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October 5, 2009 | by  | in News |
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Vic student wins big at WOW Awards

Vic Uni student Emma Whiteside has just hit the big-time in design, winning the prestigious Shell Sustainability Award at the Montana World of WearableArt™ Awards Show.

The award, granted to an entrant who “creatively uses materials that would otherwise be discarded,” has landed Emma with $5000 and a burst of media publicity.

Since the awards were announced two Fridays ago, the 21-year-old industrial design student has been approached by countless media representatives for interviews, one famous designer, and has been networking for future jobs.

“It’s funny, the other people in my class are asking me ‘What’s with all this self promotion, Emma?,’ because I’m always having to pop out of class for interviews” she says.

“I didn’t think my degree was going to get me a job, but after WOW, I’m starting to meet all these people and realising there are things for me to do.”

It was two years ago at the 2007 Montana WOW® Awards Show that Emma first decided to enter the competition. Her winning entry consisted of a myriad of copper “rosettes” arranged on a regal gown, entitled “Queen Adelaide”.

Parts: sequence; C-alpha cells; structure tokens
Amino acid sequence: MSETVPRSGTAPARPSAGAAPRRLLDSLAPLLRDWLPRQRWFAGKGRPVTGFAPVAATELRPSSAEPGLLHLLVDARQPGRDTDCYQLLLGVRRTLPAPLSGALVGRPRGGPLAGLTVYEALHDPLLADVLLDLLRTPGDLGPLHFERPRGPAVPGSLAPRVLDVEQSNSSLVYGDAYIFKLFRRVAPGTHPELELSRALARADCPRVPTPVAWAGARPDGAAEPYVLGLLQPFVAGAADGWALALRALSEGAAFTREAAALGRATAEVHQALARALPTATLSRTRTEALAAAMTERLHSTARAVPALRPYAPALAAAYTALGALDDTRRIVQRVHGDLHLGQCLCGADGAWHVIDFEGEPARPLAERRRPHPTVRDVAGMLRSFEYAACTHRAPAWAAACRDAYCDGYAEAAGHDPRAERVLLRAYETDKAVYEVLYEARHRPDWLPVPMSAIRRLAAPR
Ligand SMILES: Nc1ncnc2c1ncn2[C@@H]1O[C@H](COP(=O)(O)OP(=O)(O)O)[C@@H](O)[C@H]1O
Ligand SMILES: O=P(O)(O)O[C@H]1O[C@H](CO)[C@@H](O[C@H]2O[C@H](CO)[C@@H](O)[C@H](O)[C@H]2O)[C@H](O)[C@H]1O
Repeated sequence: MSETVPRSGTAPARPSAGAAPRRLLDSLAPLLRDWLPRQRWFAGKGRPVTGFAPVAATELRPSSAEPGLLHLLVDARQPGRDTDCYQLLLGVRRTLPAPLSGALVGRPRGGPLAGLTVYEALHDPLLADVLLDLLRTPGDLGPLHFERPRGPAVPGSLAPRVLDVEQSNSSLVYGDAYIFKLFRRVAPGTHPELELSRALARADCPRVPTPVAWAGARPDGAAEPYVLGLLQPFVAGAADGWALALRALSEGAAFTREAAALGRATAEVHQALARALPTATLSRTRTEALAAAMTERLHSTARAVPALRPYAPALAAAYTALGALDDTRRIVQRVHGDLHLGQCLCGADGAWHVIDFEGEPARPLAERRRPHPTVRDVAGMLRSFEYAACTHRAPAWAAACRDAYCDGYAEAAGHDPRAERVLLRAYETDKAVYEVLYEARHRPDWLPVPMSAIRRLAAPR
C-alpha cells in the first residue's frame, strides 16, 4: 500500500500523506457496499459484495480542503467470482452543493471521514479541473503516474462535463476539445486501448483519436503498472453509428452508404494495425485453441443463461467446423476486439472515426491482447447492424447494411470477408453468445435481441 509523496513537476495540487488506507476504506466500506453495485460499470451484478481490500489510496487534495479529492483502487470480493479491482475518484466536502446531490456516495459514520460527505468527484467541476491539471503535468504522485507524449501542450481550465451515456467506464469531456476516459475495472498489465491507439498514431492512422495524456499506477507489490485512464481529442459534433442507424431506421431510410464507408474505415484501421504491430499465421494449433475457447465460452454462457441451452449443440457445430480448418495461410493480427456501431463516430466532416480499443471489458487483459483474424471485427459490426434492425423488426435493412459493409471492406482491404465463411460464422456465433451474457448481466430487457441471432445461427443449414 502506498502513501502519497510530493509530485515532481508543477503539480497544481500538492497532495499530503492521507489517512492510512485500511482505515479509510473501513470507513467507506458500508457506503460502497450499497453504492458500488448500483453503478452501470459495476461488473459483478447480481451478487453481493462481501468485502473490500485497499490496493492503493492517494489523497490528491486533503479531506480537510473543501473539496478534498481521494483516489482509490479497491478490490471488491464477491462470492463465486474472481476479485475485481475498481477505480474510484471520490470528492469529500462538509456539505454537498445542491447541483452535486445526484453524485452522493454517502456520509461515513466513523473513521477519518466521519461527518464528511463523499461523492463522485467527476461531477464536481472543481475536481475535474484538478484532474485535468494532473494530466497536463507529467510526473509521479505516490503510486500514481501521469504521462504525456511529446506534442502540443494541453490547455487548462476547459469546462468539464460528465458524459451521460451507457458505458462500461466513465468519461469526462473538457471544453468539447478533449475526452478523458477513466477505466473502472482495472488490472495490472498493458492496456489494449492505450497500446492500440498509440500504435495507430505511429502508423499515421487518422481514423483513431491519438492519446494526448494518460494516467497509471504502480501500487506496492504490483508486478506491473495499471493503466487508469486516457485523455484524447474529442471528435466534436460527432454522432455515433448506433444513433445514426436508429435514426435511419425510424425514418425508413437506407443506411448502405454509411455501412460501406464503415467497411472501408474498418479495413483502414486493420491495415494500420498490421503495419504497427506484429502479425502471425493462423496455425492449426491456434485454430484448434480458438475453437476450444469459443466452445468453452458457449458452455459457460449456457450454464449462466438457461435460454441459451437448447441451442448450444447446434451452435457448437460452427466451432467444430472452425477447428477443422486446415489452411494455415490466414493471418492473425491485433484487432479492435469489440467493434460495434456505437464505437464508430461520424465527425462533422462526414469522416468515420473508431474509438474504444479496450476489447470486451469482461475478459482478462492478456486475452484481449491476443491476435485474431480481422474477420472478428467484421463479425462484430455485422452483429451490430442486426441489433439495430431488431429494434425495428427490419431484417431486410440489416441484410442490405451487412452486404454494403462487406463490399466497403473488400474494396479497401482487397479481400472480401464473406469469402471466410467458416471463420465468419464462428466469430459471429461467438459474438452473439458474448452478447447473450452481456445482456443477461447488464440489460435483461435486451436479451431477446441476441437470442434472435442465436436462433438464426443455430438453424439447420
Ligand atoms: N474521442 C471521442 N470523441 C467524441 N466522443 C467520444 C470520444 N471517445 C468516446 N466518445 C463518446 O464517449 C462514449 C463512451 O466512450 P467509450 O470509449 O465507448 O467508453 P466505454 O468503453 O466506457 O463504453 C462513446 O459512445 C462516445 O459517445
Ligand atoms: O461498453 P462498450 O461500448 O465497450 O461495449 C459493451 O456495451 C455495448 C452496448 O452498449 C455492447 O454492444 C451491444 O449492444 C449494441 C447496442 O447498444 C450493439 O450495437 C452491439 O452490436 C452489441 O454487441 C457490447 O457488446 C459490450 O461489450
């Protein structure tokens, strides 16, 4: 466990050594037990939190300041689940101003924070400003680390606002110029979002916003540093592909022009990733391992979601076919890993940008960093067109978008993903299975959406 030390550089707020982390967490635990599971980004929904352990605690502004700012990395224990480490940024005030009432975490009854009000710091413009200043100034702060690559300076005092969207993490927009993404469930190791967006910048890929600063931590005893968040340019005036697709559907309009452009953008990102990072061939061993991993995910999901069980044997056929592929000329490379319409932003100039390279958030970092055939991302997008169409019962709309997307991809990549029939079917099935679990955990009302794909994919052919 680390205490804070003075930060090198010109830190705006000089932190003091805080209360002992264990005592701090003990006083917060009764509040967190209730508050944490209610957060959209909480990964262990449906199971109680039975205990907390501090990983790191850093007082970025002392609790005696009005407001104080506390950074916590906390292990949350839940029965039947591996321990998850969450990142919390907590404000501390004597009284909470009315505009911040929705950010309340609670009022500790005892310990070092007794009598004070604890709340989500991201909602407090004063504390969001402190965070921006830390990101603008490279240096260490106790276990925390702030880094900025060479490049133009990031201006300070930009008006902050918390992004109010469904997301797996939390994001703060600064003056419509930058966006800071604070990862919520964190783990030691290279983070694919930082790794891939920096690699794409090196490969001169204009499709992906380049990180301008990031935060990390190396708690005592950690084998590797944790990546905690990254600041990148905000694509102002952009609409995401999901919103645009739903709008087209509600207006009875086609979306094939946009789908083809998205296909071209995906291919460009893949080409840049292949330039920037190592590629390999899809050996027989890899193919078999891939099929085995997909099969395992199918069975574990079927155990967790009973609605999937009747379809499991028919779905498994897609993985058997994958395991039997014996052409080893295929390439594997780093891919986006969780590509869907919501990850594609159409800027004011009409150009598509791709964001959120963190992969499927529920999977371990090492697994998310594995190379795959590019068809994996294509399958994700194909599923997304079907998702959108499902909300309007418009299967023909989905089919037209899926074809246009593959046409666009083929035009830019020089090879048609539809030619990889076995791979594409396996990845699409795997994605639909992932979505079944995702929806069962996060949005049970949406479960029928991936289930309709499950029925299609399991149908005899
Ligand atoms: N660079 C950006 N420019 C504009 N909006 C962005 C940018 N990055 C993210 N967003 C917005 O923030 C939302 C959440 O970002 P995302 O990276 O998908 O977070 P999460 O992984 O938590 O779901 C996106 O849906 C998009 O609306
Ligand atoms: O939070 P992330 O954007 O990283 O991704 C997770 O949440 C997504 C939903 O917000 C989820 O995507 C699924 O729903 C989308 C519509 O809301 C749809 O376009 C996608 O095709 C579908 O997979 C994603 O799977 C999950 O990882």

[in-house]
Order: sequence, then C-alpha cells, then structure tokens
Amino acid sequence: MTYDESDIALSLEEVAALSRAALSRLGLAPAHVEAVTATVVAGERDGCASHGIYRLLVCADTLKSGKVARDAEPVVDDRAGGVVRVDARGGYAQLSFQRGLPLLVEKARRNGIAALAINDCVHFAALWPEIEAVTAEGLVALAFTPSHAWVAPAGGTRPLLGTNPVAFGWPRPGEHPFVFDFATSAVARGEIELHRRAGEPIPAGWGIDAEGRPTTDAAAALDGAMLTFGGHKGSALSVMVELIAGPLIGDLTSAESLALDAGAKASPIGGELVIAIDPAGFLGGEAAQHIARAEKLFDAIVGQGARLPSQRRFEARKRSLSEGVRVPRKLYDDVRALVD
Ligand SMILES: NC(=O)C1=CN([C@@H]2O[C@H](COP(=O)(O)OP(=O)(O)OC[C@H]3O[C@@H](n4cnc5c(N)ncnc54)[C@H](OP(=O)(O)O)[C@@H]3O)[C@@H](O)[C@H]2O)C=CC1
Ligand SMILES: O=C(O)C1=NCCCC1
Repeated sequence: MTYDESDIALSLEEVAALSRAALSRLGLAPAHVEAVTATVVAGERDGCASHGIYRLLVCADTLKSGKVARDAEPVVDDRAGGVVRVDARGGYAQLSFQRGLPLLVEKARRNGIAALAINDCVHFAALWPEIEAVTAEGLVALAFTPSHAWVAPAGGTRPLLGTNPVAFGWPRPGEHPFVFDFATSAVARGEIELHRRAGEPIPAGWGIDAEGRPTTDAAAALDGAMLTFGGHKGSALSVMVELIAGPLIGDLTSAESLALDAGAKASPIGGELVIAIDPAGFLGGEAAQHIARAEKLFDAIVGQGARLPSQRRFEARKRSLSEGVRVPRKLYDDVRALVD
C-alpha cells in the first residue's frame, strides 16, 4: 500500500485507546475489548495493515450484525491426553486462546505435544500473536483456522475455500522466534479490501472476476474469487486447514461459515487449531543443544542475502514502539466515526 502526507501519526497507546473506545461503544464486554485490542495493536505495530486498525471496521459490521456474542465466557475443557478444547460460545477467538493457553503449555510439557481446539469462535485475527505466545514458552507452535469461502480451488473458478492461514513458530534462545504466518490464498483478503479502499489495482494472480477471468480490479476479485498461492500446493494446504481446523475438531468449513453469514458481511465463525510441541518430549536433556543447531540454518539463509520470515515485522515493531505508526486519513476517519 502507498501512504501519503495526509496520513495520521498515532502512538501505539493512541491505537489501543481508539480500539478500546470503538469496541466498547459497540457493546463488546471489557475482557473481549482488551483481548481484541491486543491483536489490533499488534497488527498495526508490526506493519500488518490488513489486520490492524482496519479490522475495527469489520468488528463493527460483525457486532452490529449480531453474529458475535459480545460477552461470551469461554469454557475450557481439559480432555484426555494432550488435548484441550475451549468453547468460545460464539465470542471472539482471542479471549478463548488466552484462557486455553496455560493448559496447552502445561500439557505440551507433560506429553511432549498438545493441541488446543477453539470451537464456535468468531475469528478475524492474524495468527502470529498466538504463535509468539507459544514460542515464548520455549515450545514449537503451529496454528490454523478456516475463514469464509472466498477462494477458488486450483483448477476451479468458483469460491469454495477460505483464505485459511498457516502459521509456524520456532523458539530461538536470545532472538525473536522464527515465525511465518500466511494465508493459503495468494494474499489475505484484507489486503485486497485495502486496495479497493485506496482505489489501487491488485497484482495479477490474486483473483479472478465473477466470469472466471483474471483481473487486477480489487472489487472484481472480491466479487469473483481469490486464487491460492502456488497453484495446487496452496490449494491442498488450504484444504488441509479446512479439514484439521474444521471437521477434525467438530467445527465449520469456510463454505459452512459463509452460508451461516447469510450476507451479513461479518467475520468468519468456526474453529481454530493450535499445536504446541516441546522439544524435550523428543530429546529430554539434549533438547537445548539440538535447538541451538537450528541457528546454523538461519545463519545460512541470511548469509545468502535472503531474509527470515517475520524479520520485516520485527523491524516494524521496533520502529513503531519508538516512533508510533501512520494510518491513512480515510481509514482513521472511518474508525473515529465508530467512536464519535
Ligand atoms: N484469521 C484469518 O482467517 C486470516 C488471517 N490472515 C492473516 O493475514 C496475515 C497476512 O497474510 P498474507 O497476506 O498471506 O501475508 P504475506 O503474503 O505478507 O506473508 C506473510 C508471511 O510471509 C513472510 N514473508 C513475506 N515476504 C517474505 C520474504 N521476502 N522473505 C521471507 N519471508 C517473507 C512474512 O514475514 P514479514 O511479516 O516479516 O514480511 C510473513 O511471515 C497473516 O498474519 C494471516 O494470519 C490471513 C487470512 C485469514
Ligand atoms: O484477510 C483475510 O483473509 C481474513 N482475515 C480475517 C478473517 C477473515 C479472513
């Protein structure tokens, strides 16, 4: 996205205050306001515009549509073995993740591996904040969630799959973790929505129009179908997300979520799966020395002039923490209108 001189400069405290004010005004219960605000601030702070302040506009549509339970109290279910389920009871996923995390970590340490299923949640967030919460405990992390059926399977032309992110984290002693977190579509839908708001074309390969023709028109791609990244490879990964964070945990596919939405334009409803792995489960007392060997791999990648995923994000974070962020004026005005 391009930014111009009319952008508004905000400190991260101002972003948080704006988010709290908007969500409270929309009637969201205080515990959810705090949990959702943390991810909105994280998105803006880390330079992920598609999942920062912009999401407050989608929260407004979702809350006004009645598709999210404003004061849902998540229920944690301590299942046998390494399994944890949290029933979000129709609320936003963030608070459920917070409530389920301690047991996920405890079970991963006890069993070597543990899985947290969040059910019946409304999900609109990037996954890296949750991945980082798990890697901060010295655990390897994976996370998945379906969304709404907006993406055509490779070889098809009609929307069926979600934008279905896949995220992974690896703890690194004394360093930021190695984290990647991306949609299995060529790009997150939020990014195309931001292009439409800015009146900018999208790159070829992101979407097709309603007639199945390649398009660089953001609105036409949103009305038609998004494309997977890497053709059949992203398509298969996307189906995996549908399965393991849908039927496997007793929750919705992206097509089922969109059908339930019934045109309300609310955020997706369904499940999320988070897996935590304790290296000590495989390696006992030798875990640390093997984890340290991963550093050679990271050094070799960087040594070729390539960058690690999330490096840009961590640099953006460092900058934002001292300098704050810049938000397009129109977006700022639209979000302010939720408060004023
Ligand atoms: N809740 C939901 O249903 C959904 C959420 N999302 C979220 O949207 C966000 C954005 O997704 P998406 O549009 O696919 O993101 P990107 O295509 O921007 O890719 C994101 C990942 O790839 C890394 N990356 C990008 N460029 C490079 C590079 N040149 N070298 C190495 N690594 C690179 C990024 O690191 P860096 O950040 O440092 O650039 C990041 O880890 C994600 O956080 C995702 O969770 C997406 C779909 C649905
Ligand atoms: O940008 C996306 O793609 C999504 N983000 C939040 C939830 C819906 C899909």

Emma was inspired by the little-known 19thC Queen, who was a fan of sustainability herself.

“Queen Adelaide would recycle old jewels for her new crown, so that she wouldn’t waste public money,” she explains.

As the gown had to be made out of at least 85% recycled materials, Emma used excess copper from an automotive radiator manufacturing company which her dad used to own. She says she grew up playing with the copper in the factory, making little objects.

“Dad used to put them up on the wall in the factory saying, ‘my six-year-old made this, what can you do?” she recalls.

Yet the work she put in for the award was no child’s play. She estimates the workmanship would have taken her over 320 hours, on top of an often hectic full-time study schedule.

The long hours have paid off, though. Emma looks forward to using her prize money to buy a plane ticket to somewhere where design is booming, such as China.

“My tutor told me that if you do something you love long enough, someone will start paying you for it,” she explains, “That’s the plan.”

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